Abstract: Access to global public healthcare is impacted by many technical, economic, and social factors. It is widely recognized that the resources required to deliver and improve global public health are currently constrained. A powerful way to increase access is to lower the cost of products and services that have already proven to be effective. Currently, the cost of producing a wide range of pharmaceutical products is higher than it needs to be.
This talk will address the development of three classes of graphene-based materials as (1) support for metal nanoparticle catalysts in heterogeneous catalysis, (2) sorbent materials for the removal of heavy metal ions from polluted water, and (3) photothermal energy converter materials for efficient solar water desalination.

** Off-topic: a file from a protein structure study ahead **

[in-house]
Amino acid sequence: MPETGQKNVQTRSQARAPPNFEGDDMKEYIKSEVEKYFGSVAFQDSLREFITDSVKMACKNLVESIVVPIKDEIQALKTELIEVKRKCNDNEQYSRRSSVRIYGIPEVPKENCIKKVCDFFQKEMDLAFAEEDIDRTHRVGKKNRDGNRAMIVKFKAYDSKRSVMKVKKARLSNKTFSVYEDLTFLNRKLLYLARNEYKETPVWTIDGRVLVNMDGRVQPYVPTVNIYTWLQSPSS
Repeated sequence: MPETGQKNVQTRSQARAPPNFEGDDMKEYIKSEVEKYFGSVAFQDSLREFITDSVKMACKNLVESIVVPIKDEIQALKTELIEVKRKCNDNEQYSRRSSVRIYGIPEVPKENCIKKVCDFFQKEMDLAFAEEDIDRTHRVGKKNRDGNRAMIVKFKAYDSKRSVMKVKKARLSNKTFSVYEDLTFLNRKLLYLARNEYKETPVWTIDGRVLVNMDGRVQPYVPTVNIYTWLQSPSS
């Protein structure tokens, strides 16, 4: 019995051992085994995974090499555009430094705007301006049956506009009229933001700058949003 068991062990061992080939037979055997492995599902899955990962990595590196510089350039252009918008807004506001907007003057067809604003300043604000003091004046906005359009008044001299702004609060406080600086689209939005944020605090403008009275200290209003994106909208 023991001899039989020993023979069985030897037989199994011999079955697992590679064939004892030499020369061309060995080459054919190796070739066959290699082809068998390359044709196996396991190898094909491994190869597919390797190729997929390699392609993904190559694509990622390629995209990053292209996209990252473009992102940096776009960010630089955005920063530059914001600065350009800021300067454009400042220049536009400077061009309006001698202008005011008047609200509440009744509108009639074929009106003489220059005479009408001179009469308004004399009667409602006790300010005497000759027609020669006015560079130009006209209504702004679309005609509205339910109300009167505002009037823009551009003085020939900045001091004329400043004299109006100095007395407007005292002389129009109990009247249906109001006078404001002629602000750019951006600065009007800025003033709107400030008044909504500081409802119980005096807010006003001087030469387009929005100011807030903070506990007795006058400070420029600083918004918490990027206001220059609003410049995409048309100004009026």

The functions of nucleotides and nucleic acids involve their interactions with cellular proteins. In this presentation, I will discuss about our recent efforts toward the development and applications of quantitative proteomic methods for unbiased, proteome-wide discovery of proteins that can recognize unique secondary structures of DNA. I will also discuss our recent development of targeted quantitative proteomic methods for interrogating ATP- and GTP-binding proteins at the entire proteome scale.